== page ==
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Samantha Gershon at Withers helps you with family law when family matters get complicated

Published on Saturday, 01 Jun 2019

When family matters get complicated, Samantha Gershon at Withers helps deal with them, writes John Cremer

As a partner specialising in the area of family law, Samantha Gershon must be ready to deal with anything and everything.

While there is no typical day in her role with leading law firm Withers, she may well be handling cases involving complex financial arrangements, the guardianship of minors, a spouse addicted to alcohol or drugs, litigation for control of assets, or the details of a pre-nuptial agreement.

“I deal with the whole spectrum of cases,” she says. “That can mean putting safeguards in place to protect children or getting agreement on the rights of a mother and father if their relationship breaks down. But we also act for a lot of high-net-worth families who want to protect their assets for future generations. That can involve complicated company structures, trusts, assets in overseas jurisdictions, and dealing with third-party interests which belong to a family member, not a spouse.”

Sometimes, the toughest part is managing clients’ expectations, particularly if they are in the business world, and the emotions which inevitably come into play. The key there is to explain the remedies available and provide a strong support system. More generally, it is important to push through private adjudication in financial matters relating to family law and do more to hear the “voice of the child”.

“Overall, I enjoy all these things and love the law,” says Gershon, the firm’s risk and compliance partner who is also building up a commercial litigation department. “It is changing, so you are always learning and growing and, with my background, nothing fazes me.”

She grew up in Harrow, on the outskirts of London, where her father was a structural engineer, who later became a lay magistrate, and her mother was an administrator in the social services

Aged just seven, her ambition was to be a forensic pathologist. As a bit of a bookworm, she had read a story where such a character helped to solve crimes and became hooked on the idea but realised she’d have to qualify as a doctor first. By the time of A-levels, that looked a bit of a tall order, so instead she considered joining the police, until a family friend high up in the force advised her to get a degree first.

Unsure what to study, she decided the better option was to start earning and, therefore, applied for a number of civil service type jobs. With offers on hand, the choice came down to a late evening drive around London with her parents to consider which building, judged from the outside, looked the best place to work.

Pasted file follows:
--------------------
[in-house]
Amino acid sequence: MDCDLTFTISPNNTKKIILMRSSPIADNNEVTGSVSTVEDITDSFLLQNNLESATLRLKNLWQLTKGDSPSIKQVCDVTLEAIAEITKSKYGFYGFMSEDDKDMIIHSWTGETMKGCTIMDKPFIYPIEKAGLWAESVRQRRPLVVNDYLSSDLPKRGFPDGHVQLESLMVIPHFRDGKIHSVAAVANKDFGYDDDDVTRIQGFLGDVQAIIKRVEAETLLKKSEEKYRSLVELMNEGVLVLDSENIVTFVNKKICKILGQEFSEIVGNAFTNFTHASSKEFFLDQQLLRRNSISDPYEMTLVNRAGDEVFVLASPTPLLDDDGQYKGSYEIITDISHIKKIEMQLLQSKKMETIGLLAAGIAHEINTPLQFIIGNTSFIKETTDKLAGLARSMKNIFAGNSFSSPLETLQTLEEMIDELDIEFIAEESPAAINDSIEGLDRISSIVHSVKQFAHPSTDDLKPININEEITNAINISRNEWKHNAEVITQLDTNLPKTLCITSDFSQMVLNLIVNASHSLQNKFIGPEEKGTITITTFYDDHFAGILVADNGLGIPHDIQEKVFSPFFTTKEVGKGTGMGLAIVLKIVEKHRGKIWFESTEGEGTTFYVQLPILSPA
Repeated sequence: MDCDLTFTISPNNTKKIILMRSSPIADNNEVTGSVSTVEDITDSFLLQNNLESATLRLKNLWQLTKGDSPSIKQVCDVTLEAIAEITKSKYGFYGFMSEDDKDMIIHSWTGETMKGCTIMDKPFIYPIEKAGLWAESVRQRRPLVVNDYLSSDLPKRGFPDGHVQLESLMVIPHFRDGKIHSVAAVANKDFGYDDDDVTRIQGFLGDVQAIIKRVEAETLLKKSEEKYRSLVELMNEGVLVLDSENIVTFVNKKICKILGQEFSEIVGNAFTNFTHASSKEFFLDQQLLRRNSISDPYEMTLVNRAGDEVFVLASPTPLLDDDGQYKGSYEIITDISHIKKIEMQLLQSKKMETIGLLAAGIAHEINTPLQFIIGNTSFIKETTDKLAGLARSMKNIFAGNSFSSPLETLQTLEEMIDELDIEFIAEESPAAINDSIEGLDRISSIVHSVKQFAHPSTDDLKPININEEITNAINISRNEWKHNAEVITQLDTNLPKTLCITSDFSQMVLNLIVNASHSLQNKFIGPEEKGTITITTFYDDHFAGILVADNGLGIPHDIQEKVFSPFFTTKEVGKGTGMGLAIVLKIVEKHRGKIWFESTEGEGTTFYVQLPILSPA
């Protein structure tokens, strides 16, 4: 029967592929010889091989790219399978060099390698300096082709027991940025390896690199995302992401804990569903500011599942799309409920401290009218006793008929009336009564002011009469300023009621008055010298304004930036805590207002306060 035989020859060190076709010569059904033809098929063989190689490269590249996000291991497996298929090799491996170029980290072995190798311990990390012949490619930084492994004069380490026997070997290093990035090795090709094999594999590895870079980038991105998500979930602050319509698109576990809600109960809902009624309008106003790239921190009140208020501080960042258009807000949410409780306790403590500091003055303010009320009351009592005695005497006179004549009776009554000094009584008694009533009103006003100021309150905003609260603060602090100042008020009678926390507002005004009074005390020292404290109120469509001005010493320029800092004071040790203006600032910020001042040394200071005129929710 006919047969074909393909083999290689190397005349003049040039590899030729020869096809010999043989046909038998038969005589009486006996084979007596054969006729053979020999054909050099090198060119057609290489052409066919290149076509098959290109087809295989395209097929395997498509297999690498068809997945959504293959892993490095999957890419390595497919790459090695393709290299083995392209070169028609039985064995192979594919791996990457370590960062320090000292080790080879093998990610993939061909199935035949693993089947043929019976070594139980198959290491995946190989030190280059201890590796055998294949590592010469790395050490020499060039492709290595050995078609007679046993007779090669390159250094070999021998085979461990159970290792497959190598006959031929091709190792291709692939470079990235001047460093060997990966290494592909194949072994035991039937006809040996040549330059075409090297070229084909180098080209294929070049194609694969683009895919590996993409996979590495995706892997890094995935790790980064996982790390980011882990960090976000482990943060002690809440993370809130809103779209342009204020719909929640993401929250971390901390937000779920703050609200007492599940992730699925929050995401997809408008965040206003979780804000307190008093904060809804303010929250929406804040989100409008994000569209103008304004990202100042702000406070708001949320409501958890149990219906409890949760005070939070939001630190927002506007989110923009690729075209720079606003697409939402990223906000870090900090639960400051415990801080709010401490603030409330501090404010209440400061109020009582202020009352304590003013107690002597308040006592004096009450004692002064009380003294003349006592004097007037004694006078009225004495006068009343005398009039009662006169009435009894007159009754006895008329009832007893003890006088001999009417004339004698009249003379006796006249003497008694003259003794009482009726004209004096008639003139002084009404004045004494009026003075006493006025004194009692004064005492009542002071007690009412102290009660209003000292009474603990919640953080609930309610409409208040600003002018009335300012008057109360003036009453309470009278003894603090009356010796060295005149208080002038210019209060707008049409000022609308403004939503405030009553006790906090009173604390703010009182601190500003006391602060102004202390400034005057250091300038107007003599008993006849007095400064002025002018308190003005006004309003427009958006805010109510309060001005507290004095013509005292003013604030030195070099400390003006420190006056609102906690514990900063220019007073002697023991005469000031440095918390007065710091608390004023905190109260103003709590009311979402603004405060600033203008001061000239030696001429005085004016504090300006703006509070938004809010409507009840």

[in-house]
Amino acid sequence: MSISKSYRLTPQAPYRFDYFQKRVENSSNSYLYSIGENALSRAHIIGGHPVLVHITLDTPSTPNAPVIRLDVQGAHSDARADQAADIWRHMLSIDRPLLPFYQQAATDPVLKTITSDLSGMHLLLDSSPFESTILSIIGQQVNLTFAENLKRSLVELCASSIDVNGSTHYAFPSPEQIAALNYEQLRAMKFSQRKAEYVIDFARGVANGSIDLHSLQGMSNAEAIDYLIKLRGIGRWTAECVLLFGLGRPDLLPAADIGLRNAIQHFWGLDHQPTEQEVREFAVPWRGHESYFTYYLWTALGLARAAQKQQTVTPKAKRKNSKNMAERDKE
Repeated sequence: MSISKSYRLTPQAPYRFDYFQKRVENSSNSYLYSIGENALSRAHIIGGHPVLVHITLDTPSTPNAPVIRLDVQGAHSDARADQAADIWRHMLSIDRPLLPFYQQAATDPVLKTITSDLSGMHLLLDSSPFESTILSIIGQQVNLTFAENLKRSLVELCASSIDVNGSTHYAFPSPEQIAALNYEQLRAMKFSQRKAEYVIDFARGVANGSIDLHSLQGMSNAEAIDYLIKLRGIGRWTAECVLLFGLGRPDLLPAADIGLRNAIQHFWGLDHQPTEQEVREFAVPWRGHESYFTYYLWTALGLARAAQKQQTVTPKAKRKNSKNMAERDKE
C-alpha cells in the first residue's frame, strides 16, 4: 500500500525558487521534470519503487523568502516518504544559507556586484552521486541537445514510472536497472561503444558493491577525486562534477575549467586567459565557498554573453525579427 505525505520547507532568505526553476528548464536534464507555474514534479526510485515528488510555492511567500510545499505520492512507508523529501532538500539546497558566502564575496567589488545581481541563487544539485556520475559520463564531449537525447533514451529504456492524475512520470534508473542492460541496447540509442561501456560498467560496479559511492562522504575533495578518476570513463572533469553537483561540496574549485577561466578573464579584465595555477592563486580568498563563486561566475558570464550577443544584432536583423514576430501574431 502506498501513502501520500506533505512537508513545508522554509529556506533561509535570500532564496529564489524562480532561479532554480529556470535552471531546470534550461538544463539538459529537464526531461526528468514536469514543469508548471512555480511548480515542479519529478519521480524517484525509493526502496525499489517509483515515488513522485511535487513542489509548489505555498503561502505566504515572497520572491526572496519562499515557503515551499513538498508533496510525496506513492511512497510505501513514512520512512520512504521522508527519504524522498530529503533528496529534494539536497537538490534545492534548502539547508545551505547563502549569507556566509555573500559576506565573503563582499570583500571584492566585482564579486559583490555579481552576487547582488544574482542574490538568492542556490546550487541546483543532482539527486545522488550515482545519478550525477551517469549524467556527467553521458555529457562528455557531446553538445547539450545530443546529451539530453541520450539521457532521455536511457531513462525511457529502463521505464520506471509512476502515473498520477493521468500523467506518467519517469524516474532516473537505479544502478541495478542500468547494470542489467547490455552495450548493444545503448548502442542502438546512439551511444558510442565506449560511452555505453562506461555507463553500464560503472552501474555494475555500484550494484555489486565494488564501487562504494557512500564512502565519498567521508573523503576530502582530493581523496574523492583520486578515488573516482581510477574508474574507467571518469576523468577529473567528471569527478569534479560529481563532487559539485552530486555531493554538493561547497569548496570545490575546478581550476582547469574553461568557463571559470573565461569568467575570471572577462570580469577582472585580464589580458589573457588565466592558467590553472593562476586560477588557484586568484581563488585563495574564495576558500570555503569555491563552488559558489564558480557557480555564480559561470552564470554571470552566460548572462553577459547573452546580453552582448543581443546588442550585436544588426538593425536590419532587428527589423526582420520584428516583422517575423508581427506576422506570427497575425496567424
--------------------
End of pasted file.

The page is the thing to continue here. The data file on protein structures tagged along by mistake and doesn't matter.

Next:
The winner was the Mayor’s and City of London Court, where she soon became immersed in the workings of the court system and the administration of justice.

“The chief clerk took me under his wing and I caught on pretty quickly,” Gershon says. “I realised that maybe I was destined to go into the law.”

Rather than going to university, though, she took the alternative route towards qualification. That meant studying part-time, taking day-release and evening classes — and some correspondence courses — at various colleges around London, while working as a legal executive with a law firm to gain practical experience.

“I took the long way round, qualifying as a solicitor in 1996 after almost 10 years, but it was meant to be,” she says. “The legal executive route is tough, but I was earning money and I didn’t fail an exam. I just kept going and always thought I would get there. I was determined to become a solicitor and a partner.”

While still training, she spent time in company and commercial law, but hated it. She then switched to litigation and advocacy which at first was “horrendous”. In fact, on one occasion, representing her firm in a case at Bow Court, she got a judgement for just one pound a week and was scared to go back to the office.

However, she also worked for a firm doing human rights type cases, which at times meant suing the police for wrongful arrest, false imprisonment and malicious prosecution. And, by a turn of events, that later led to a position as an in-house lawyer with the Metropolitan Police. The work there was 70 per cent litigation, 30 per cent advisory, and involved learning about the use of “reasonable force” in a riot and, one day a month, manning the hotline to answer whatever queries came in.

“It was very interesting work, and all the trials I had were jury trials,” Gershon says. “I would do the interlocutory applications and consider how the jury would look at the evidence. I also had to interview officers and decide how they would come across in the courtroom. That experience helps now with family law. I learned useful investigative skills and to look at things in a different light. For example, in a recent case I spotted forgeries: the boxes on a document were ticked in the wrong way. It was my background in the police and the resulting suspicious mind that gave me the tip-off.”

In 2001, Gershon moved to Hong Kong for family reasons and took a career break, during which her second and third children were born. She got back to work by accident, when a contact asked her to help out the construction litigation team at JSM for six months. Having stayed for two and a half years, it made sense to study for the exams to re-qualify in Hong Kong, and that led to six years at Robertsons doing commercial litigation before moving on to Withers in 2014 to specialise in family law.

“I always try to get better at what I do and to remember where I started,” says Gershon, who is an accomplished violin and viola player and would like, once again, to be part of an orchestra. “It took me a long time to become a solicitor, but I worked hard and got there.”